Here's your nightly math! Just 5 quick minutes of number fun for kids and parents at home. Read a cool fun fact, followed by math riddles at different levels so everyone can jump in. Your kids will love you for it.

November 10, 2014

When you give someone directions to your house, you might tell them your relative location first, such as, “We live southwest of the post office.” After that, you’d most likely give them your street address. But what if you wanted to be even more exact? You could give them your absolute location: the latitude and longitude of your home! Instead of 1234 Main Street, it would look like this:

38°53’23”N, 77°00’27”

It’s not nearly as complicated as it seems, though. Learning about longitude and latitude is a cool way to see how math and geography intersect, just like streets on a map.

### 360 Degree of Separation

Take a look at a globe or a photo of the earth. What shape is it? It’s a sphere. Thousands of years ago, the ancient Babylonians determined you could divide any circle or sphere into 360 degrees. Early geographers divided the earth into sections by degrees. Knowing that the furthest point at the right or left side of a sphere is 90 degrees from the top, and that there are 180 degrees between any two sides of a circle or sphere, geographers determined that the north and south poles were 180 degrees apart from each other and that both poles were 90 degrees from the equator.

### Longitude and Latitude

Using these calculations, lines of latitude and longitude were created as a way to identify any location on the earth, whether on land or sea. The lines that circle the globe from east to west measure latitude, while the lines that circle the globe from north to south measure longitude.

Latitude and longitude make up a grid of intersecting lines on a globe that help us explain exactly where we are anywhere on Earth. The line at 0 degree latitude is the equator, an imaginary line that is equidistant from the North and South poles.

The line at zero degrees longitude is the prime meridian. The International Date Line is 180 degrees, or exactly opposite the prime meridian.

Now, back to your very specific address! Latitude and longitude measurements are expressed in degrees. The degrees are then divided into minutes and seconds, with 60 minutes in each degree and 60 seconds in each minute. So you would read this location, as 38°53’23”N, 77°00’27”, as 38 degrees, 53 minutes, and 23 seconds north of the equator and 77 degrees, 0 minutes and 27 seconds west of the prime meridian. Want to know your absolute location? You can plug your address into the World Atlas and find the latitude and longitude of where you live.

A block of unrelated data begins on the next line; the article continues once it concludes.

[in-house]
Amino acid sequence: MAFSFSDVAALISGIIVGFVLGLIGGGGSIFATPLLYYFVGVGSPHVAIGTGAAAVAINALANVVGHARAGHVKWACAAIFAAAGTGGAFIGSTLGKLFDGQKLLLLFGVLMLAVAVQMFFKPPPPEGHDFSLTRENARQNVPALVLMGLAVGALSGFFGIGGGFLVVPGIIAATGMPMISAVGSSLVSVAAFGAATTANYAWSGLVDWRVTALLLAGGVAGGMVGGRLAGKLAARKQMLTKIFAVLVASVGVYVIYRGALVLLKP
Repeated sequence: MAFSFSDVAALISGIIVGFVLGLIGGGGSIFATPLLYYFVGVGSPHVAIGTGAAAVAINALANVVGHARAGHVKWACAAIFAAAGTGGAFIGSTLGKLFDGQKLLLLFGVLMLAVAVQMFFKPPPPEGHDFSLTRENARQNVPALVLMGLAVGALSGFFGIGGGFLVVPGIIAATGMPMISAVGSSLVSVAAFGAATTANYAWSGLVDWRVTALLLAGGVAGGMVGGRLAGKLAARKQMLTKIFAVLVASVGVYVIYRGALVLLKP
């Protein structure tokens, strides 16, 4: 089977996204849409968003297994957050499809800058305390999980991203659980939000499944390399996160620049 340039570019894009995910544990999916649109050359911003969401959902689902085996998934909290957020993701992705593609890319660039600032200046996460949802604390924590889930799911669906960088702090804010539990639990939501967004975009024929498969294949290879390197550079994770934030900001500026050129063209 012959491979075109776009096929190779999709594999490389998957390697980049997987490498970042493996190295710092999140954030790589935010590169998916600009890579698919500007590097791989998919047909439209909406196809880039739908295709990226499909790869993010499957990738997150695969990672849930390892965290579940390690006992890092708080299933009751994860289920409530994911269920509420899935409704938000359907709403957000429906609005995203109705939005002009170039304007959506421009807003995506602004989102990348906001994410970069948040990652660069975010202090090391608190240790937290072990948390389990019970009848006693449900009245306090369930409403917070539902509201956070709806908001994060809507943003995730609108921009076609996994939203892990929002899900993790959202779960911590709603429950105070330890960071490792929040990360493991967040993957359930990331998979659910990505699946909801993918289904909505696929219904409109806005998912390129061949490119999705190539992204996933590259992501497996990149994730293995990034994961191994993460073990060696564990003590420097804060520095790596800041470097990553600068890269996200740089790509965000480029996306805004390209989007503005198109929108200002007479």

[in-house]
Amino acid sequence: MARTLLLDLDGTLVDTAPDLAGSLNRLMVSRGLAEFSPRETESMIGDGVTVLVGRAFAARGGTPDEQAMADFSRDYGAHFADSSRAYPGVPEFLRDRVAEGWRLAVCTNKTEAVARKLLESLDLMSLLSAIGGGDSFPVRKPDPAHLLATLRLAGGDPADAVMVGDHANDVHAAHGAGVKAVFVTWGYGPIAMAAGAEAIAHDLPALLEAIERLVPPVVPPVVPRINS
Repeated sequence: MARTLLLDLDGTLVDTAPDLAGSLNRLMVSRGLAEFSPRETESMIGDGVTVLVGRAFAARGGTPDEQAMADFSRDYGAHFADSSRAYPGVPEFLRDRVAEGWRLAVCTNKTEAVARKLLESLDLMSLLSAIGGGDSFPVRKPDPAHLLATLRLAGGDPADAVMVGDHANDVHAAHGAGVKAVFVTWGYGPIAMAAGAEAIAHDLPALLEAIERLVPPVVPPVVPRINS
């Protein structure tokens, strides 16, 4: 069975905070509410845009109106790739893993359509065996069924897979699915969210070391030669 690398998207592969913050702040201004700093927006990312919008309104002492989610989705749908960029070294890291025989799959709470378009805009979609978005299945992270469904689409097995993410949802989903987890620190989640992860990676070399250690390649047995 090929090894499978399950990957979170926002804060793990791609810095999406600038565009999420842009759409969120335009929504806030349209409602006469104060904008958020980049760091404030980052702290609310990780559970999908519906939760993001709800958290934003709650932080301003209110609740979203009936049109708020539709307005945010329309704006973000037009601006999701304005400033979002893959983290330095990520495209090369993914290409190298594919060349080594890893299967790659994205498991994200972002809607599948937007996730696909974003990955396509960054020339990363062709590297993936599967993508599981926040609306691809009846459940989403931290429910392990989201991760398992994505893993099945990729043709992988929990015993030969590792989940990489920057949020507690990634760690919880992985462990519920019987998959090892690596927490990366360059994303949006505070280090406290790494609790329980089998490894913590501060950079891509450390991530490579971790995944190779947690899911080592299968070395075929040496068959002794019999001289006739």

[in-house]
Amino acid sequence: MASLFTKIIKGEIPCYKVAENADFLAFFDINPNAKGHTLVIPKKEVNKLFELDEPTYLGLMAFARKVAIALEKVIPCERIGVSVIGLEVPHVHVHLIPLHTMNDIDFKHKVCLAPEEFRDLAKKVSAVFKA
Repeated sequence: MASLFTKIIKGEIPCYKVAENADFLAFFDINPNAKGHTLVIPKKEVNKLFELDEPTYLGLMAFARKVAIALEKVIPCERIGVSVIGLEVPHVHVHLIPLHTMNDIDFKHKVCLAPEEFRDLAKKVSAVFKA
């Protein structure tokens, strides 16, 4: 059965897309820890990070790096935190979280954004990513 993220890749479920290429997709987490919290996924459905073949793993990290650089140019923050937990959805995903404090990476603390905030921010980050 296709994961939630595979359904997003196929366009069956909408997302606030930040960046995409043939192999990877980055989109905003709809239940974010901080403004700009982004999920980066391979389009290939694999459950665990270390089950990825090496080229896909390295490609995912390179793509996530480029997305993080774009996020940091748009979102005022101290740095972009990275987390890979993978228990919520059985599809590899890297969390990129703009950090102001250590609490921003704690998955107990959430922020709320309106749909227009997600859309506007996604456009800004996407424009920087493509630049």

Long ago, sailors used a mariner’s astrolabe to navigate the oceans. Unlike traveling on land, wide open bodies of water don’t have road signs to guide travelers. An astrolabe measures celestial altitude, or the height of the sun, moon or a star above the horizon. If sailors knew the height of one of these objects above the horizon, they could figure out what latitude they were located on and stay the proper course.

You can make your own simple astrolabe and use it to estimate the height (altitude) of a tree, building, or other vertical object.

Here’s what you’ll need:

• String
• Ruler
• Scissors
• Plastic protractor, with a small hole halfway along the flat edge
• Small weight, such as a washer
• Tape
• Drinking straw
• One 4″x4″ piece of cardboard or construction paper

### Make an Astrolabe

Cut a 10-inch length of string and tie a knot at one end. Feed the other end of the string through the hole in the protractor until the knot catches on one side. Tie or tape the weight to the opposite end of the string.

Position the straw along the flat edge of the protractor so that one end of the straw extends several inches past the end of the protractor and tape it in place. Use a pencil to poke a hole in the center of your paper, just big enough for the straw to pass through snugly. Slide the paper onto the straw until it touches the edge of the protractor.

### Use an Astrolabe

Hold your astrolabe so that the curved side of the protractor is pointing towards the ground and the weight is hanging freely. Look through the end of the straw that sticks out and aim it at an object in the distance, such as the moon, a treetop or the roof of a house.

Hold your astrolabe steady while your partner reads where the string passes through the measurements on the protractor. Read the part of the scale that runs from 0-90.  Now subtract that number on the protractor from 90. That’s the altitude, in degrees above the horizon, of your object!

Find your way to the newest Bedtime Math geography printable activity pages for more math fun!

Images courtesy of Angie Six